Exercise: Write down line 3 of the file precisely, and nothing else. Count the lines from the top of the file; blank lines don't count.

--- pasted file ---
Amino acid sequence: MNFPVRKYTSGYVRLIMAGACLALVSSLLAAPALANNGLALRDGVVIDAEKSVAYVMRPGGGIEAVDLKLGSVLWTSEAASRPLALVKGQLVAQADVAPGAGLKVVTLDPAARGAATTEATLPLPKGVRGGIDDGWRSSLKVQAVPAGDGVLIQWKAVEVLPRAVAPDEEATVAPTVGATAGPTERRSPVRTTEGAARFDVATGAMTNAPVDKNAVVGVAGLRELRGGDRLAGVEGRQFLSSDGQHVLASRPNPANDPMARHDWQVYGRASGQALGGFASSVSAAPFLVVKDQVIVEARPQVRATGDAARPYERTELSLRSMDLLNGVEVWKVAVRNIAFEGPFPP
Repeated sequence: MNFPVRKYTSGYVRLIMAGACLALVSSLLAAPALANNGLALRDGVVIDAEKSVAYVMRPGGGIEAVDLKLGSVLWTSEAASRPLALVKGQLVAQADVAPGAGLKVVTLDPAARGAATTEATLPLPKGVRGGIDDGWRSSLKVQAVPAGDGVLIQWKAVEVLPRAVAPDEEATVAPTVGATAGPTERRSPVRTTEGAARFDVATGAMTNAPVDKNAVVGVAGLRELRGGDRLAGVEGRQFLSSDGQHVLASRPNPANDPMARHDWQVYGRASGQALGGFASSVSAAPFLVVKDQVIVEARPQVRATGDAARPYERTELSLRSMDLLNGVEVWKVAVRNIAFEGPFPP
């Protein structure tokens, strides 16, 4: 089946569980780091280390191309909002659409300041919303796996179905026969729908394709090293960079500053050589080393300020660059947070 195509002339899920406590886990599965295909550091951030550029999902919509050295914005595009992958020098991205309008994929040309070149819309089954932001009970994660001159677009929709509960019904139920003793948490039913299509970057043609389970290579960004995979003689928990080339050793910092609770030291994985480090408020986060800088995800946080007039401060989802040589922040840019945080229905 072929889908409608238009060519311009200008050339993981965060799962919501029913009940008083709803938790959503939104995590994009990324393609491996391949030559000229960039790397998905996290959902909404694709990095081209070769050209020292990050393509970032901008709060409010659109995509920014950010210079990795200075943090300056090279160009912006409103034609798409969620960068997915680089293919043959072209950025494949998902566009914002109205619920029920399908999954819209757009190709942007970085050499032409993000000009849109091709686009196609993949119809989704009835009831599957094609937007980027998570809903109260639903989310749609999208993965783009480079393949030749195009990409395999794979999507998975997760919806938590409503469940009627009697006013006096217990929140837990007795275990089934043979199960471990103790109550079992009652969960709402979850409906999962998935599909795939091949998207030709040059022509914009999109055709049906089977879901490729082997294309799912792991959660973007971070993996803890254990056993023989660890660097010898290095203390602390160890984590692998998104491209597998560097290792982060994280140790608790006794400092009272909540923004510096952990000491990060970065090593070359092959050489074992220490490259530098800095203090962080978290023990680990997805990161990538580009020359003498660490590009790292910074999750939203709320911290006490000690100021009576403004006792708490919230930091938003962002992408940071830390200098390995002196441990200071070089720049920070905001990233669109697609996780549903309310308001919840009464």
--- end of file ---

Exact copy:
């Protein structure tokens, strides 16, 4: 089946569980780091280390191309909002659409300041919303796996179905026969729908394709090293960079500053050589080393300020660059947070 195509002339899920406590886990599965295909550091951030550029999902919509050295914005595009992958020098991205309008994929040309070149819309089954932001009970994660001159677009929709509960019904139920003793948490039913299509970057043609389970290579960004995979003689928990080339050793910092609770030291994985480090408020986060800088995800946080007039401060989802040589922040840019945080229905 072929889908409608238009060519311009200008050339993981965060799962919501029913009940008083709803938790959503939104995590994009990324393609491996391949030559000229960039790397998905996290959902909404694709990095081209070769050209020292990050393509970032901008709060409010659109995509920014950010210079990795200075943090300056090279160009912006409103034609798409969620960068997915680089293919043959072209950025494949998902566009914002109205619920029920399908999954819209757009190709942007970085050499032409993000000009849109091709686009196609993949119809989704009835009831599957094609937007980027998570809903109260639903989310749609999208993965783009480079393949030749195009990409395999794979999507998975997760919806938590409503469940009627009697006013006096217990929140837990007795275990089934043979199960471990103790109550079992009652969960709402979850409906999962998935599909795939091949998207030709040059022509914009999109055709049906089977879901490729082997294309799912792991959660973007971070993996803890254990056993023989660890660097010898290095203390602390160890984590692998998104491209597998560097290792982060994280140790608790006794400092009272909540923004510096952990000491990060970065090593070359092959050489074992220490490259530098800095203090962080978290023990680990997805990161990538580009020359003498660490590009790292910074999750939203709320911290006490000690100021009576403004006792708490919230930091938003962002992408940071830390200098390995002196441990200071070089720049920070905001990233669109697609996780549903309310308001919840009464």